Rocca Scaligera Castle: Medieval Fortification in Italy

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The Rocca Scaligera Castle of Sirmione is a fortress of the Scaligeri era, an access point to the historic center of Sirmione.

It is one of the most complete and best-preserved castles of Italy, as well as a rare example of lacustrine fortification.

In 2014 it was the twenty-seventh most visited Italian state site, with 224,498 visitors and a total gross income of 555,768 euros.


The Rocca Scaligera castle is bathed on all sides by the waters of Lake Garda, and on one of these sides was built, shortly after the construction of the castle, the dock, which once represented the place of refuge of the Scaligera fleet.

The walls and the three massive main towers are characterized by the dovetail battlements that characterize each building in Verona: behind these three towers, the imposing mastio emerges, 47 meters high, under which the cells were destined to prisoners.

Once it was possible to access the fortress both from the outside of the town and from the village itself through drawbridges, while today it is possible to enter only from the village.

Through doors equipped with effective locking systems, you access the large portico, inside which there is a staircase that leads to a drawbridge.

From here, via a ramp of 146 steps, you can reach the ramp walkways of the walls, from which you can appreciate the dock.

Even the dock is defended by towers that, unlike those inside the castle, are not characterized by the swallow-tail battlement but by a base structure called a spearhead.

This feature, together with the use of bricks and stones from nearby areas, denotes a different period of construction. On one side of the dock, there is an external moat that flows directly onto the lake.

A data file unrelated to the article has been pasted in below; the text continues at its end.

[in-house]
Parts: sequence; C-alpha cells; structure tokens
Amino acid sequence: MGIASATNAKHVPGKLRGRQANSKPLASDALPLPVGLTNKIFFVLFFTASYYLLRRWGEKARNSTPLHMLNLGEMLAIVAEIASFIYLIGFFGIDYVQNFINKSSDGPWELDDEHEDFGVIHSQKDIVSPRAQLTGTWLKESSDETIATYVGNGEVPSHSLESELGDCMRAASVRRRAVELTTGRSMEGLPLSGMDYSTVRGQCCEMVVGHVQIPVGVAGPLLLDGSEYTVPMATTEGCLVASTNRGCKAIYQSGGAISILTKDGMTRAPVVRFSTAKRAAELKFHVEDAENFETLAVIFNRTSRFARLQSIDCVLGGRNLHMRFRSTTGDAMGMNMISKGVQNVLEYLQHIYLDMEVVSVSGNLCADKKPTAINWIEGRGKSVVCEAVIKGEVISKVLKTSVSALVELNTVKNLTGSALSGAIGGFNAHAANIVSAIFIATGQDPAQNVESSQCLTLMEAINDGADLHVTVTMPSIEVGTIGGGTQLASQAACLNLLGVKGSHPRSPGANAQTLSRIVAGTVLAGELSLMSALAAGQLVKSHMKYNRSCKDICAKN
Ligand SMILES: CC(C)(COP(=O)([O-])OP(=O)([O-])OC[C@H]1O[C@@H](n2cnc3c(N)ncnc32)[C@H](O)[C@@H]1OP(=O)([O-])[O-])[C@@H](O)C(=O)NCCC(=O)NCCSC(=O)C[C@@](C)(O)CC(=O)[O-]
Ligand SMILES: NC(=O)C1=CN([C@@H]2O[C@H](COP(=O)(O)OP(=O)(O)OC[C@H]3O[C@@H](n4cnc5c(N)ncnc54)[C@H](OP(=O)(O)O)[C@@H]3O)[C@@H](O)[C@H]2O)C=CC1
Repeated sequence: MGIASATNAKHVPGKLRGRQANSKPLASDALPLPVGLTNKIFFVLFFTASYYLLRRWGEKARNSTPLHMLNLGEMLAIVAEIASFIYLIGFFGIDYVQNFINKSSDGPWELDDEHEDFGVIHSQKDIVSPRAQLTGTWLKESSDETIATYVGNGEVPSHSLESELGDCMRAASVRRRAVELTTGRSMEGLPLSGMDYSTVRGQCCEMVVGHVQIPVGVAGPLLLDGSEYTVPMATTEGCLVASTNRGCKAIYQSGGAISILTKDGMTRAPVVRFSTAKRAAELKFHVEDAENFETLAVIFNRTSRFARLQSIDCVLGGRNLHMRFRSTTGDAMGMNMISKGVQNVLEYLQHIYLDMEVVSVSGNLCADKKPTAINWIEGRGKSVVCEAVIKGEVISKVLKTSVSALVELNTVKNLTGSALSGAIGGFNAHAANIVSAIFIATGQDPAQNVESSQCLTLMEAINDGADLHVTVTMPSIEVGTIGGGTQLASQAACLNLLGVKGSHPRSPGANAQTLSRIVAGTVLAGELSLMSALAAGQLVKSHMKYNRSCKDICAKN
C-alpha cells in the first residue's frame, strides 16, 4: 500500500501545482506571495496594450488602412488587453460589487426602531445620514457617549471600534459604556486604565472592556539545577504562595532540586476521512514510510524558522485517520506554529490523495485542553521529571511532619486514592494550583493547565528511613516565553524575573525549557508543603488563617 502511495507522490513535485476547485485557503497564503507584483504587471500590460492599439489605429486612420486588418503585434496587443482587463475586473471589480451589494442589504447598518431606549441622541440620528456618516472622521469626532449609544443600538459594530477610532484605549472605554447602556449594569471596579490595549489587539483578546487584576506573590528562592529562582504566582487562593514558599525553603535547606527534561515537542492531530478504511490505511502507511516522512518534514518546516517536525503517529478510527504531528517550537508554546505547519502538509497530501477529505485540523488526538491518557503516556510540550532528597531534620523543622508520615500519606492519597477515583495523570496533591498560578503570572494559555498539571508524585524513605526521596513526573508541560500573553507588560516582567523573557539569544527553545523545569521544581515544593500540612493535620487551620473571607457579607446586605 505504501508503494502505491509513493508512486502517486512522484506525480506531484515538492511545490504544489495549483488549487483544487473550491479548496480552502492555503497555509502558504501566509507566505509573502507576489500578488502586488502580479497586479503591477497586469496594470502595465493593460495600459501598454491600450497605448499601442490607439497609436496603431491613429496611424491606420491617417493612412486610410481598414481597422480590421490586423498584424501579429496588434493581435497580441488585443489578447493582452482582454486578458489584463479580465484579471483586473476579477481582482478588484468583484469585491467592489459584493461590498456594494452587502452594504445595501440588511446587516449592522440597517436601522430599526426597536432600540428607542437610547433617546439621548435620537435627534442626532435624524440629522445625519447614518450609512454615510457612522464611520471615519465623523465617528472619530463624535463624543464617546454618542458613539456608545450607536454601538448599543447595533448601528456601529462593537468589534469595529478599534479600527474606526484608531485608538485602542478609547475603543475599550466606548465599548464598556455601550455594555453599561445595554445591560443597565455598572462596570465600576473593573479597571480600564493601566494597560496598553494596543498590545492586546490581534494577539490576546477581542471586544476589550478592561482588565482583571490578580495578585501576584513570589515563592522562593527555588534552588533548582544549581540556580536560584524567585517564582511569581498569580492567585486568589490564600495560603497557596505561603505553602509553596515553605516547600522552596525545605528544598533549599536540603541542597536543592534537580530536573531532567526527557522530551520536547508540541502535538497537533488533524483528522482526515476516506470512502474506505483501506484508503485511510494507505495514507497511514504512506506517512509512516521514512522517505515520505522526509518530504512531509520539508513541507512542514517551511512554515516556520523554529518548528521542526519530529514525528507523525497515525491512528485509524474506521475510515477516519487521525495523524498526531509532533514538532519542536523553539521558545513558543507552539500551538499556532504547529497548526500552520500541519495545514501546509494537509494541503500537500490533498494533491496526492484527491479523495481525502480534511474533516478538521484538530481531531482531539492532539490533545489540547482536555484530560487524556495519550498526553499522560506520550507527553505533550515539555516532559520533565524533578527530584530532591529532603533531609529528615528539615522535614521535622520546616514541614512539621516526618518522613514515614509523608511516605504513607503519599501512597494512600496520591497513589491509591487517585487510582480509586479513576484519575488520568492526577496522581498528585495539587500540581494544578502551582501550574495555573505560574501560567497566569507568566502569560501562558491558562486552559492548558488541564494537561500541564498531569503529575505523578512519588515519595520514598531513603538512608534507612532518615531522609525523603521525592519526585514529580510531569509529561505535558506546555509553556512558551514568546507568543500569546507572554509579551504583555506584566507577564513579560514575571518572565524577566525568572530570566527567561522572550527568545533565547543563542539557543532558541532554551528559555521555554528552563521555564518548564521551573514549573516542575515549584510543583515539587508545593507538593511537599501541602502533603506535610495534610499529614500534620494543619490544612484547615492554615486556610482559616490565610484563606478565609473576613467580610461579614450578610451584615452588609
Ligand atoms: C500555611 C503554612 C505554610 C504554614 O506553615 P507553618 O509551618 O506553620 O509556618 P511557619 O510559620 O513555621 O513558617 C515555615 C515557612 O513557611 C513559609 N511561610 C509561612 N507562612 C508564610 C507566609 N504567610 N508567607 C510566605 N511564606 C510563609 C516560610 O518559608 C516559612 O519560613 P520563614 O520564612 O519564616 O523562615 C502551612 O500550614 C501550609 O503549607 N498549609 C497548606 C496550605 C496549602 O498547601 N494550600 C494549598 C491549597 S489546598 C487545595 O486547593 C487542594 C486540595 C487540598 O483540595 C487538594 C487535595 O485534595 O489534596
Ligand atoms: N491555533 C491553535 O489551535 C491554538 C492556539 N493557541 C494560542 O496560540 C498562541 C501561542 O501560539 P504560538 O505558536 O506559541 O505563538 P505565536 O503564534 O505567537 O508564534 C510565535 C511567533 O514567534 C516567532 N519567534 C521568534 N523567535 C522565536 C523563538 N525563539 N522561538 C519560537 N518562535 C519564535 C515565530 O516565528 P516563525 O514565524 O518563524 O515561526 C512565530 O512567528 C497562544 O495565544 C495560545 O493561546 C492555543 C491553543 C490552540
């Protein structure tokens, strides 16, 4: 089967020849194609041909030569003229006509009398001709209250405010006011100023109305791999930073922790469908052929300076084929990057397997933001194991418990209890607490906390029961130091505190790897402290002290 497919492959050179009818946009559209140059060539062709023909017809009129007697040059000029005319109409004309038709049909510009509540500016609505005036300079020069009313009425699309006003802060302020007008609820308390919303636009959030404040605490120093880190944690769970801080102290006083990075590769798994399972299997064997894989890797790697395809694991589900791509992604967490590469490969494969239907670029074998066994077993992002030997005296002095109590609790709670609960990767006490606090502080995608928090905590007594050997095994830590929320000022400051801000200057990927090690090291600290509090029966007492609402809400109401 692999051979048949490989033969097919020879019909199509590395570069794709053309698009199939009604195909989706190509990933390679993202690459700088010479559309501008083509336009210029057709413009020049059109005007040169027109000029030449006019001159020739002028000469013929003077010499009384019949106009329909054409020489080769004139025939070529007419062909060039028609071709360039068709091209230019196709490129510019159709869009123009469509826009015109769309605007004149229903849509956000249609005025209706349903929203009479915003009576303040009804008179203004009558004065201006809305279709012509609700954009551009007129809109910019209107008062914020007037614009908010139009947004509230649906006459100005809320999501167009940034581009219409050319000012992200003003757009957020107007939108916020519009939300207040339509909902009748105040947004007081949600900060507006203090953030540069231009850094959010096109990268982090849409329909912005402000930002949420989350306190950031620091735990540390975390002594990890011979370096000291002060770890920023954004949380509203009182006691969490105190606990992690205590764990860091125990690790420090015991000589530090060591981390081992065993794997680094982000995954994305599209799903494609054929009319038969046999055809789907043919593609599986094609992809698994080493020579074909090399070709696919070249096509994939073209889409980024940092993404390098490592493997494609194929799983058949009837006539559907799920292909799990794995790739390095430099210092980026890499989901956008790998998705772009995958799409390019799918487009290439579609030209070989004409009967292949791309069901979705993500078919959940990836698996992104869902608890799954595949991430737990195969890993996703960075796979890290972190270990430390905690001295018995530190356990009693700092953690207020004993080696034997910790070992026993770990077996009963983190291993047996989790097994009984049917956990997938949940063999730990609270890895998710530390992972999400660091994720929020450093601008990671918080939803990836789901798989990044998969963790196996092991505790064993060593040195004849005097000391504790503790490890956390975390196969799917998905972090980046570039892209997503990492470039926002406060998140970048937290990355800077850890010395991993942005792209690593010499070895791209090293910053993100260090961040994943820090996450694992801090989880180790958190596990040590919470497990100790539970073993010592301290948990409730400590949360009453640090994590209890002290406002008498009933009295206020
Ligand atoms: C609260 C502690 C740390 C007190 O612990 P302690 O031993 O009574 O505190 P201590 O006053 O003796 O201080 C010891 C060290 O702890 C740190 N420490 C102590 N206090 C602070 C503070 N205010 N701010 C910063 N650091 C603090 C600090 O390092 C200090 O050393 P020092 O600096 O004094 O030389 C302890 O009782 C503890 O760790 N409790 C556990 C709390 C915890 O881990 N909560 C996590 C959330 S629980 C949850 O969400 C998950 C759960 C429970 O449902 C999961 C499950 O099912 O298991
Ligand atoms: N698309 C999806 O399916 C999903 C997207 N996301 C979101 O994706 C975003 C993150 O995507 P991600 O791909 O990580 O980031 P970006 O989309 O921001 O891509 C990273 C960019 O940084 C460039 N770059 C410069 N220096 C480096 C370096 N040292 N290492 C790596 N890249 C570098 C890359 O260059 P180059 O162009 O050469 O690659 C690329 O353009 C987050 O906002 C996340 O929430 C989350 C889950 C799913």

Rocca Scaligera


The construction of the Rocca Scaligera fortress began around the middle of the 13th century, probably on the remains of a Roman fortification.

Its realization was ordered by the mayor of Verona Leonardo Della Scala, better known as Mastino Della Scala.

The function of the Rocca Scaligera castle was defensive and of port control, since the city of Sirmione, being in a border position, was more exposed to aggression.

About a century later, two courtyards and an independent fortification were added, joined by a barbican to the main one, to increase the fortress’s defenses.

In 1405 Sirmione passed under the control of the Republic of Venice during whose domination began a work of strengthening the defensive structures.

Rocca Scaligera

It was during this period that the dock was made visible today, although it is supposed that there was already a Scaliger, probably wooden, dock.

Sirmione maintained the primacy of a defensive post until the 16th century, when, for political reasons, the fortress of Peschiera del Garda was modernized.


Inside the large internal portico of the castle, a Roman and medieval lapidarium has been set up, as well as a brief exhibition in which some of the most important information on the fortress is shown on some panels.

You can also access the ramparts of the walls and, through the recently restored wooden stairs, you can reach the top of the keep, the highest tower of the fortress.


It is said that long ago in the castle lived a boy named Abelardo with his beloved Arice: the two young people spent a peaceful life until their love was interrupted by a tragic episode.

Rocca Scaligera

During a stormy night, he asked for shelter in the castle Elalberto, a Venetian knight from the territory of Feltre.

The couple hosted the knight who, however, was amazed by the beauty of the girl, during the night he reached her in his room.

Arice started screaming frightened and Elalberto stabbed her. Meanwhile, Abelardo ran to the room where he found Alice lifeless, so that, blinded by rage, he seized the dagger and killed Elalberto.

Legend has it that even today, on stormy nights, we can see the soul of Abelardo wandering around the castle in search of Alice.


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By | 2018-02-12T14:26:11+00:00 February 12th, 2018|Categories: Castles, Constructions, Medieval|Tags: , , |0 Comments

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